Oct 24

Barcelona? week 1 update:
I’m in Barcelona, Spain for the month participating in my first ever @wifitribe chapter. Our first weekend here a group of us went to Mont Serrat to do some hiking.

It’s called Mont Serrat because it’s a ridge that looks like a serrated knife’s edge (I used to sell CUTCO – it’s no Double-D edge but it’s an impressive ridgeline).

We took the funicular up the mountain. “Funicular” I found out is the name for this counter-balanced train that goes up a steep incline. It’s two cars connected by cable and they just swap places all day long taking people up & down the mountain.

Anyways we get up there and it’s all these impressive alien-like rock formations with a monastery nestled at the base.

These mountains look like they’re from another planet. Apparently long long ago they were actually under water and they are formed via ocean sediment. Crazy to think the sea used to be this high.

The water receded and what’s left is this rock aggregate. As my old geology teacher from Ecuador would say “Rocks on the move!!”

I was able to get in some cloud computing… bad dad joke.

This is part of our group. There are actually 20 of us in town coworking, doing weekend sidetrips and exploring the city. It’s similar to the @remoteyear citizen house program only they have multiple chapters running concurrently all over Asia, Europe, Africa and South America at any given time.

Yesterday I went with a few people on a walking architectural tour around Barcelona. Gaudi was the centerpiece of this tour. His style is best described as “hobbit.” It reminds me a lot of the buildings from the old games Myst and Riven. I had been to Sagrada Familia before but it’s always impressive. They’re aiming to have it completed by 2026 – the 100th anniversary of Gaudi’s death.

Anyways, so far so good. Running here is interesting. The blocks are relatively small and all the intersections are octagonal so you end up zigzagging and a 3mi run becomes a 4mi run. That’s good though because their pintxo finger food scene is fire Beware Barcelona: I will be eating all the pintxos and tapas this month. (at Barcelona, Spain)

Tagged with:
Oct 08

Greece Weeks 3 & 4 update:
Meet Frank. Frank is our on-property goat. We feed him leaves because he’s eaten all the ones that are within reach. This is really the only reason Frank needs us but we’re cool with the relationship.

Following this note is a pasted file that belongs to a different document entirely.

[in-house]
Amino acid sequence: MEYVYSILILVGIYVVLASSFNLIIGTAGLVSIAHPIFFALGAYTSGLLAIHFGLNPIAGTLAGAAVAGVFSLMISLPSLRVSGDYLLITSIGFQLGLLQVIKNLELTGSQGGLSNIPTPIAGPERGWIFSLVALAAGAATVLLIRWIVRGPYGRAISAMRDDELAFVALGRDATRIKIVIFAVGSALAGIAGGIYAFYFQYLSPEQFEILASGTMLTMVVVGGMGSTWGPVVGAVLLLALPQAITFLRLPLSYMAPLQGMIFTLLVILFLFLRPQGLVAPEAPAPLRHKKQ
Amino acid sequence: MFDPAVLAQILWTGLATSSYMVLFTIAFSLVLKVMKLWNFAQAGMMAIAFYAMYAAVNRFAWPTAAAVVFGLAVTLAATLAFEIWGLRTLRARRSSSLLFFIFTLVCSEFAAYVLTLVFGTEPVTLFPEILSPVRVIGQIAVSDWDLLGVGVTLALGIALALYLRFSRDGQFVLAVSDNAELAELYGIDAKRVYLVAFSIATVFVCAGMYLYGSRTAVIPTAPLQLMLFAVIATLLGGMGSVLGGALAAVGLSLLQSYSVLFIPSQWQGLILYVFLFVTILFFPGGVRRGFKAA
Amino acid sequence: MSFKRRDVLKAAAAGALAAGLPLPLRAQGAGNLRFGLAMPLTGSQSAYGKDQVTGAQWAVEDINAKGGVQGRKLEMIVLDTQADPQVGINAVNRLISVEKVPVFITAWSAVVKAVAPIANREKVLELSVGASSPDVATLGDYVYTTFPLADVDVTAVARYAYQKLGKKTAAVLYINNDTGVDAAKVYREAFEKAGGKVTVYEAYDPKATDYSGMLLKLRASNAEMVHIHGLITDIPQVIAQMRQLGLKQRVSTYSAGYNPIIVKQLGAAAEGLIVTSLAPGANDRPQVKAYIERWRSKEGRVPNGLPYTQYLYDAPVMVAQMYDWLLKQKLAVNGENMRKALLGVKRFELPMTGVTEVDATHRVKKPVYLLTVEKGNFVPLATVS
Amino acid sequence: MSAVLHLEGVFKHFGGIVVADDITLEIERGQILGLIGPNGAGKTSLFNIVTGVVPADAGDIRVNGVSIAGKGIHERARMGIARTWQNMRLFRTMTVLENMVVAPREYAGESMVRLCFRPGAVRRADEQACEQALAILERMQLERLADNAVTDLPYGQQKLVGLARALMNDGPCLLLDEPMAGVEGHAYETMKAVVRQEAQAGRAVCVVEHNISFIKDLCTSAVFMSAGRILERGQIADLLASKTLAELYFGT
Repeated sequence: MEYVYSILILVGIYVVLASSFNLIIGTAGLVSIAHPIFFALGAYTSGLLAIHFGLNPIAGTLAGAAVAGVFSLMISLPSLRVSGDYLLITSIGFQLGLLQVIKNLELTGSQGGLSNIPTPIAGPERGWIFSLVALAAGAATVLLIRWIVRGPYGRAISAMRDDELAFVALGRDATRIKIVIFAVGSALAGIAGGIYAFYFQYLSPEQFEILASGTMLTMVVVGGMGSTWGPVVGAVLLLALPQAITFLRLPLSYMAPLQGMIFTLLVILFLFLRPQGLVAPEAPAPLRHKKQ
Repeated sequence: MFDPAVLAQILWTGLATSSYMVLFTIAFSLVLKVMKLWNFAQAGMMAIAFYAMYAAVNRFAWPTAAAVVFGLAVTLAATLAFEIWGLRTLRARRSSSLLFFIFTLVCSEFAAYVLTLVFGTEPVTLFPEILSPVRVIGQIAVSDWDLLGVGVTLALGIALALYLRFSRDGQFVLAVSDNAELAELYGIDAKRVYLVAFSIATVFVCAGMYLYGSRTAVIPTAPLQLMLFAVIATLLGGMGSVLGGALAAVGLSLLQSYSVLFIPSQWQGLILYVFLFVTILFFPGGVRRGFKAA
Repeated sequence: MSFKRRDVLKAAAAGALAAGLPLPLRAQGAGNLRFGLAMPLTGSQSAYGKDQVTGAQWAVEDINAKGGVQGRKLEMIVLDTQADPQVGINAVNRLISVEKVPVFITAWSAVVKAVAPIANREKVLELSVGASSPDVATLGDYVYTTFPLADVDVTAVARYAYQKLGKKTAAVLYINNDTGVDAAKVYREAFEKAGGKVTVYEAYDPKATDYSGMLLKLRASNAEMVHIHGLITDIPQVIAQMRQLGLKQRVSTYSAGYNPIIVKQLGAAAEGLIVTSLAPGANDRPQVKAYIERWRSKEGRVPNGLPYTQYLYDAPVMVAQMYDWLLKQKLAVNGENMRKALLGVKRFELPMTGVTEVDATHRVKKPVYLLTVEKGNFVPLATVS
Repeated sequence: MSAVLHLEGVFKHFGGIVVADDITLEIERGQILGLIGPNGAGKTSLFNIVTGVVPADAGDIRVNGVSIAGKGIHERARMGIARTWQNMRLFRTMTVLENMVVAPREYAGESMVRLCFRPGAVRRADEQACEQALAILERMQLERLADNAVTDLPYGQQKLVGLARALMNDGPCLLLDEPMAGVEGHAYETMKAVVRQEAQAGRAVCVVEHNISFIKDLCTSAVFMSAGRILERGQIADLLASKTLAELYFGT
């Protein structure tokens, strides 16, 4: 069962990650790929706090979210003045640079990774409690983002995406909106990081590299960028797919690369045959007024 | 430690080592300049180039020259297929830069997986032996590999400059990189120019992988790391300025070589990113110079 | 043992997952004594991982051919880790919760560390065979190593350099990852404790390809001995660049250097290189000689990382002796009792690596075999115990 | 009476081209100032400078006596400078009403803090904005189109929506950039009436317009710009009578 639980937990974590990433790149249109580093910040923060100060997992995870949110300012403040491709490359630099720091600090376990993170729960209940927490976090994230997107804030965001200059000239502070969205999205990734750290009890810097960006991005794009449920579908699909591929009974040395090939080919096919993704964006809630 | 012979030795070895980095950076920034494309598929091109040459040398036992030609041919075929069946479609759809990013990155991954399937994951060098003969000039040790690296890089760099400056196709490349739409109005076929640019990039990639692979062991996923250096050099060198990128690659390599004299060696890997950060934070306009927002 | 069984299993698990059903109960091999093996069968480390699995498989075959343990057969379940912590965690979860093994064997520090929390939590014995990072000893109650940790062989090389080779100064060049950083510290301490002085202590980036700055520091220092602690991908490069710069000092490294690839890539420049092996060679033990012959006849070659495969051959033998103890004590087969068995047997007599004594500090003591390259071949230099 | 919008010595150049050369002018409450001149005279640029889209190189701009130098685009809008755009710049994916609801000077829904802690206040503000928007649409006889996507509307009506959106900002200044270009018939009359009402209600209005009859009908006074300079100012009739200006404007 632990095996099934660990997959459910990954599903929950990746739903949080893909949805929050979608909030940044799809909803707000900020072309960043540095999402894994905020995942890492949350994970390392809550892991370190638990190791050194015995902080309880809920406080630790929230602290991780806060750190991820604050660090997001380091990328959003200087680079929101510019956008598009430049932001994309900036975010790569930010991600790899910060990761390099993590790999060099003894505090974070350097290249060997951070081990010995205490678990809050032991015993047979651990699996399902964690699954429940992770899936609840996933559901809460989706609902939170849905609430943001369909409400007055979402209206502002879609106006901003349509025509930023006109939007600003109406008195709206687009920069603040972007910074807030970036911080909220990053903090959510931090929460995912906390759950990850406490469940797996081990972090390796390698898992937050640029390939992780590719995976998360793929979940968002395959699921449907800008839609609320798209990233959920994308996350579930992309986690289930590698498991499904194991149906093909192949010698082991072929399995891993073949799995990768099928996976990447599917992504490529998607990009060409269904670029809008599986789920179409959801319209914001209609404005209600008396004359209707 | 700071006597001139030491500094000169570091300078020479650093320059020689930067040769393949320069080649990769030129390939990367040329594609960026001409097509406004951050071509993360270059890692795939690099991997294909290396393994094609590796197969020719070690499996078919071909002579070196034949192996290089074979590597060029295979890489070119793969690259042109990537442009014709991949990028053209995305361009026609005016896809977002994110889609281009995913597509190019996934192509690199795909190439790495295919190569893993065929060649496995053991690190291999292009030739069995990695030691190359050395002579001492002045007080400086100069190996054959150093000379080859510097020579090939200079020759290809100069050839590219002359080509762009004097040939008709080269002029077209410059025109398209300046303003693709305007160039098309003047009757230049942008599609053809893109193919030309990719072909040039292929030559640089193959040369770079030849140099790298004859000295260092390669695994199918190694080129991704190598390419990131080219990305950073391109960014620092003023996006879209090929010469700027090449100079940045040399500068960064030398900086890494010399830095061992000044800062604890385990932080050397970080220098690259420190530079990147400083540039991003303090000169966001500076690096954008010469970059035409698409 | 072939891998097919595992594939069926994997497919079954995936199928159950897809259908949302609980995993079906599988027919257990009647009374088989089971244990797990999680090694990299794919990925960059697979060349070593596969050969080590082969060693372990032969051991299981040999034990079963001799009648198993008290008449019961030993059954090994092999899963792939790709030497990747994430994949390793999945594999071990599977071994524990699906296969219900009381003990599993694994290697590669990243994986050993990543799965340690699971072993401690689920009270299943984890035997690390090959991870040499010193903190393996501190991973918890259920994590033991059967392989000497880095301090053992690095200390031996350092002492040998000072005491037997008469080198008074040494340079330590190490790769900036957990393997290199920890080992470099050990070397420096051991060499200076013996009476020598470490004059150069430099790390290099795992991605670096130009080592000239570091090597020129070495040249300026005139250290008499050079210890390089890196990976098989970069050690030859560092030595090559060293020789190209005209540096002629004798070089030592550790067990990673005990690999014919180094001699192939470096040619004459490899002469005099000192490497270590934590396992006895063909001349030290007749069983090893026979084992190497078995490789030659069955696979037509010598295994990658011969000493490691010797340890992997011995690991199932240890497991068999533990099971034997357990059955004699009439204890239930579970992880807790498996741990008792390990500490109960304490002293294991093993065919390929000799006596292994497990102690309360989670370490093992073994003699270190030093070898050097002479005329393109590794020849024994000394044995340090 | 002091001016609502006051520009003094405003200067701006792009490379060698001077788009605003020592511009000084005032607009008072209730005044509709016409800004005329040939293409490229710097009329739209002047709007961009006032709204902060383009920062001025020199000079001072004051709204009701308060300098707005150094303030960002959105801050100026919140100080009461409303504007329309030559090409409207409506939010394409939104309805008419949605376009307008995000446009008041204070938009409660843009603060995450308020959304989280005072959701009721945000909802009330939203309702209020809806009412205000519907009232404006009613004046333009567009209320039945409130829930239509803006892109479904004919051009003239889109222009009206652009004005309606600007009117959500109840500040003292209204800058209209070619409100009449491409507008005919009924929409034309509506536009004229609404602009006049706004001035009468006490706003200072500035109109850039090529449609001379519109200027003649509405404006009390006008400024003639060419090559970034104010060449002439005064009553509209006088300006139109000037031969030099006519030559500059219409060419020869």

We’ll regularly come out the back door and find Frank doing sun salutations in the back yard. Frank loves yoga.

Last week we to go hike the massive Samaria Gorge of Crete. On the way there we stopped to grab a lunch of smashed panini sandwiches atop an amazing viewpoint. The sandwiches were mediocre but the view was spectacular.

We found out the Samaria Gorge is actually the longest gorge in all of Europe (so long they have a whole brand of purified water named after it).

32k steps and 5hrs later we nearly missed the last ferry out of there.

We met this little guy who unfortunately had a busted paw but played a solid sympathy begging game. He got more of our food than we did.

Plakias beach was a welcome restful spot after the gorge hike the previous day.I knocked out most of a book on channel sales here.
We hiked to the secluded Agio Farago beach the next weekend at the suggestion of @bennyb0y and were not disappointed.

Here we discovered a roving orchestra of cowbell-playing Cretan Mountain Goats. They were headed to a gig and wanted nothing to do with us.

All in all it’s been a great couple of weeks. The desserts have been(I discovered chocolate baklava cake is actually a thing). One more week then back to Lisbon for a brief stopover before Spain. (at Kournás, Khania, Greece)

Tagged with:
Sep 24

Crete week 2 recap:

We find a beach where the water is impossibly blue.

But to get there we have to share this single-lane dirt road with some Cretan mountain goats. Crete doesn’t believe in guard rails and these goats don’t believe in road rules so it makes for an interesting car ride.

@benlakoff and I finally get our Oura rings. I propose to it immediately on the beach (she says yes). Feeling quantified AF now.

Next day we find this gorge with a waterfall. It was gorgeous.

Jon-o decides he’s going swimming but enters by doing a Triple Lindy off the rock ledge.

We drove to the western most point of the island and get there just in time for sunset.

In spite of applying half a bottle of SPF 1000 I’m a potato crisp (thank you Irish genes).

After dinner that night I get replaced by a mannequin. It’s more photogenic and gets less sunburned.